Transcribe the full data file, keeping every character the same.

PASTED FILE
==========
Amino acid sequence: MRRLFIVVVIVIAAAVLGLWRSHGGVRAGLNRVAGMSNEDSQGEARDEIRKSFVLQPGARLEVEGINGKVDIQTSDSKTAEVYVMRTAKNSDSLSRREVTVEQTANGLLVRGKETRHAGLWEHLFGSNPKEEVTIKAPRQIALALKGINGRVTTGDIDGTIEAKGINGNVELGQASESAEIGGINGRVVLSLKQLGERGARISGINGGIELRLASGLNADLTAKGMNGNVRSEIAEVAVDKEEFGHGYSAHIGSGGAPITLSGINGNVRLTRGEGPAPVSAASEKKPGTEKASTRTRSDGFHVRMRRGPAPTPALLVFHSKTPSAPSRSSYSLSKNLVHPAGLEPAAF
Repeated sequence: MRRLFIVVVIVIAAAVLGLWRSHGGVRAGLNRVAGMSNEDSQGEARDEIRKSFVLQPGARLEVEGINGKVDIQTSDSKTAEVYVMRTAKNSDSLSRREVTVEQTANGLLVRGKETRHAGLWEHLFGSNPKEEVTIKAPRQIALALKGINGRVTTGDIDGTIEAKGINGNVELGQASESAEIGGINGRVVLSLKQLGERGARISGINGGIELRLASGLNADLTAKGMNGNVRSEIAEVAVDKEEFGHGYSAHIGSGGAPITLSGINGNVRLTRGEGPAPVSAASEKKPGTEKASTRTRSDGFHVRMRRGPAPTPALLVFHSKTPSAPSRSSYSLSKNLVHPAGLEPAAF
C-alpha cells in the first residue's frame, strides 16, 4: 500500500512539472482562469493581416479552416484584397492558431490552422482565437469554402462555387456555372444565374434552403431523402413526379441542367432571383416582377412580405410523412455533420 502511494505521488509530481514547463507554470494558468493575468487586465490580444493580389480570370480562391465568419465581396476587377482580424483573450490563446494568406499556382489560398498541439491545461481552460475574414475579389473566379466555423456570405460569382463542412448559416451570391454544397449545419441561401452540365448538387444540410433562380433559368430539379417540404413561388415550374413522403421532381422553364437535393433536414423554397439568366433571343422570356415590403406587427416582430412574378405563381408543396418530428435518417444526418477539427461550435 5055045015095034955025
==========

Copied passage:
Amino acid sequence: MRRLFIVVVIVIAAAVLGLWRSHGGVRAGLNRVAGMSNEDSQGEARDEIRKSFVLQPGARLEVEGINGKVDIQTSDSKTAEVYVMRTAKNSDSLSRREVTVEQTANGLLVRGKETRHAGLWEHLFGSNPKEEVTIKAPRQIALALKGINGRVTTGDIDGTIEAKGINGNVELGQASESAEIGGINGRVVLSLKQLGERGARISGINGGIELRLASGLNADLTAKGMNGNVRSEIAEVAVDKEEFGHGYSAHIGSGGAPITLSGINGNVRLTRGEGPAPVSAASEKKPGTEKASTRTRSDGFHVRMRRGPAPTPALLVFHSKTPSAPSRSSYSLSKNLVHPAGLEPAAF
Repeated sequence: MRRLFIVVVIVIAAAVLGLWRSHGGVRAGLNRVAGMSNEDSQGEARDEIRKSFVLQPGARLEVEGINGKVDIQTSDSKTAEVYVMRTAKNSDSLSRREVTVEQTANGLLVRGKETRHAGLWEHLFGSNPKEEVTIKAPRQIALALKGINGRVTTGDIDGTIEAKGINGNVELGQASESAEIGGINGRVVLSLKQLGERGARISGINGGIELRLASGLNADLTAKGMNGNVRSEIAEVAVDKEEFGHGYSAHIGSGGAPITLSGINGNVRLTRGEGPAPVSAASEKKPGTEKASTRTRSDGFHVRMRRGPAPTPALLVFHSKTPSAPSRSSYSLSKNLVHPAGLEPAAF
C-alpha cells in the first residue's frame, strides 16, 4: 500500500512539472482562469493581416479552416484584397492558431490552422482565437469554402462555387456555372444565374434552403431523402413526379441542367432571383416582377412580405410523412455533420 502511494505521488509530481514547463507554470494558468493575468487586465490580444493580389480570370480562391465568419465581396476587377482580424483573450490563446494568406499556382489560398498541439491545461481552460475574414475579389473566379466555423456570405460569382463542412448559416451570391454544397449545419441561401452540365448538387444540410433562380433559368430539379417540404413561388415550374413522403421532381422553364437535393433536414423554397439568366433571343422570356415590403406587427416582430412574378405563381408543396418530428435518417444526418477539427461550435 5055045015095034955025